An occasional bee with its abdomen greatly distended will be found crawling along the alighting-board evidently in an effort to get away from the hive to die; and this is about the extent of its ravages in the North; though the ravages of the disease in warm climates have been known to clean out an entire apiary, and is as dreaded as foul brood. Sometimes the removal and killing of the queen will work a cure, and would seem to indicate that the disease was inherited from the queen, but some experiments have proved that dequeening fails to accomplish the desired result. Perhaps the best way to cure it is to remove from the diseased hive all of its frames of brood and give them without their bees to a strong colony for a day or more, and giving a liberal sprinkling of powdered sulphur to the bees remaining in the affected colony; thus a cure is generally accomplished. Spring dwindling of a colony is not a disease, but rather a condition, and is usually the result of a cold spell following the removal of bees from their winter cellars. Uniting such colonies has not proved the best plan, and a much better one is to place a queen-excluding zinc on top of a strong colony and on it set the dwindled one, queen, bees, combs, and all, and when it has built up to fair strength, put it back on its stand. There are a number of enemies that prey upon the bees, and as some of them are hard to reach, and as the results of their predations are minor, it is one of the phases of bee-keeping where the beekeeper has to take a chance, as it were. There are certain insectivorous birds that catch and eat bees while in flight, and many a good virgin queen in her matrimonial flight has been gobbled up, but this is a chance we have to take, and I know no means of stopping it. In warm climates the dragon flies kill a large number of virgin queens when in flight, and in certain sections they are so numerous that commercial queen-rearing is well nigh an impossibility.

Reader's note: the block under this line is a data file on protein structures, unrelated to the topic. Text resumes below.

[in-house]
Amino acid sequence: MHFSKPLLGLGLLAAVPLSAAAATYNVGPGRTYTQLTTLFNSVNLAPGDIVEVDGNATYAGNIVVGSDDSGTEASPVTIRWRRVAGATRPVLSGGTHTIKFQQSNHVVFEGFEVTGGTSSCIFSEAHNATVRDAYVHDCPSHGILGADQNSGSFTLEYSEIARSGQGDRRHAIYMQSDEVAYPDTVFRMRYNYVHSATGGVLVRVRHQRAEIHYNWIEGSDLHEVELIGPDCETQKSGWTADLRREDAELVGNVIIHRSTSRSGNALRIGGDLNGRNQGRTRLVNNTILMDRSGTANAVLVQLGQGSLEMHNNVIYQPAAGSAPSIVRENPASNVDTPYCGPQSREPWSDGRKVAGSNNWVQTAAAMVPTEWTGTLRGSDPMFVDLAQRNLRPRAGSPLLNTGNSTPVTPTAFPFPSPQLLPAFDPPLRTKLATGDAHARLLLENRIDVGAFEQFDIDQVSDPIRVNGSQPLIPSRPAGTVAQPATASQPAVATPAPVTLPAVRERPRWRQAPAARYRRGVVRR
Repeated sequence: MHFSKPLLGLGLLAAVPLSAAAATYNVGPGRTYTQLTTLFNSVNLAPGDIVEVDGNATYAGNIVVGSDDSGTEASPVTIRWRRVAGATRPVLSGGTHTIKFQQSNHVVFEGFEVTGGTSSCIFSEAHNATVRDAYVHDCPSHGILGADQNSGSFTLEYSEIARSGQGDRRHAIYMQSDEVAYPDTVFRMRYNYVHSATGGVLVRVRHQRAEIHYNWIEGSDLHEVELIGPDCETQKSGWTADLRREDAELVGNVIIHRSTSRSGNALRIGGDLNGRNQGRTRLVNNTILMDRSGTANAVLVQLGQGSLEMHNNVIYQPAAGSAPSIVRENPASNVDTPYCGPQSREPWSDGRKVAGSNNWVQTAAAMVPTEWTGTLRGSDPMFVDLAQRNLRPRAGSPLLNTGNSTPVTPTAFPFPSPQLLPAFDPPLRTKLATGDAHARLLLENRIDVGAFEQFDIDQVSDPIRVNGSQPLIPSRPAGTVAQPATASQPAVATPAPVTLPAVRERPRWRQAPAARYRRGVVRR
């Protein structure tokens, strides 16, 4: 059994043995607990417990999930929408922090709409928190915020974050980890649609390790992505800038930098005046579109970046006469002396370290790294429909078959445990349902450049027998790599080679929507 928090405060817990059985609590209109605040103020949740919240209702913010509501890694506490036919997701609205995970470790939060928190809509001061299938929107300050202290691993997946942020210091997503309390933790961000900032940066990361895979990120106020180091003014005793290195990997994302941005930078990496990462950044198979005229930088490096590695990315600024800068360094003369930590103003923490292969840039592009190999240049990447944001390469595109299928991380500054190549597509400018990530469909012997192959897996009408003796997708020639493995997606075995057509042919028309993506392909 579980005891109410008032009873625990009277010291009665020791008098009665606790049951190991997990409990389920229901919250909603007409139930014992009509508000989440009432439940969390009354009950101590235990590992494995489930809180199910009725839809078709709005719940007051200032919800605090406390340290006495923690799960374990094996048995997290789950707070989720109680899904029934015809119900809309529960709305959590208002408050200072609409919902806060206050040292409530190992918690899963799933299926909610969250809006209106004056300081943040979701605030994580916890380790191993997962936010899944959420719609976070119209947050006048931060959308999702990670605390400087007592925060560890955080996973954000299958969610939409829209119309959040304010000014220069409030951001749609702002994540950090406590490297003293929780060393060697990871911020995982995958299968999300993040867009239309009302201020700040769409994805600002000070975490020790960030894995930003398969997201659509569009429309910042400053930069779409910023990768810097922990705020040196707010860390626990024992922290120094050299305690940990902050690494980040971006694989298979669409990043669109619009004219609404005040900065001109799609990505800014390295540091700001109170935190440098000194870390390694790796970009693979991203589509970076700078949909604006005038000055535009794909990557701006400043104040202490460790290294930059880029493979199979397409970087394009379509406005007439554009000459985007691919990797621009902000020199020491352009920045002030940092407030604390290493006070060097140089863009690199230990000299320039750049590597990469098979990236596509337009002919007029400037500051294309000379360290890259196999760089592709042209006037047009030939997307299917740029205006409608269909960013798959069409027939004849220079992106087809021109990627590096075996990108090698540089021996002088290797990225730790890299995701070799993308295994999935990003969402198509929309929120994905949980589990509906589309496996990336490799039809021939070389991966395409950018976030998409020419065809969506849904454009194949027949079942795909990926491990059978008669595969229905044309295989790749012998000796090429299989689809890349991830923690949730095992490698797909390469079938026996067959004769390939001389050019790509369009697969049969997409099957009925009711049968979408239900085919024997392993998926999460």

Frogs will often in the cool of the evening place themselves at the entrance of a hive of bees, and many a luckless bee has been ensnared in their long tongues to make a tasty morsel for them. Field mice and small snakes will often invade a hive, and if the colony is weak will work havoc with the combs, but, with the exception of mice, the setting of the hive upon a stand a foot or so above the ground will prevent their ravages. An apiary is very likely to be the lurkingplace of skunks, who seem to have a fondness for bees, and the little rascals will, in the shadow of night, scratch on the alightingboard of a hive to lure the sentinels out for investigation, only to be gobbled up by their odoriferous enemies. A few traps baited with the proper bait will soon rid the yard of these pests; but care should be used in their handling if they are still alive when trapped. In some sections of the country, the fondness of bears for honey has led them to topple over the hives and work much damage, but a little watchfulness on the part of the beekeeper, with the aid of a good rifle, will result in breaking it up.

Sometimes a mouse or small snake will invade a strong colony and be stung to death, and when the bees find that they are unable to remove the carcass, they will proceed to propolize or mummify it and glue it securely to the bottom board of the hive. In lifting hives, with their bottom boards, I have frequently found a live snake, or nest of mice, enticed there no doubt by the warmth of the hive and the possibilities of a rich repast; but as these are things of but rare occurrence, no serious harm is likely to occur.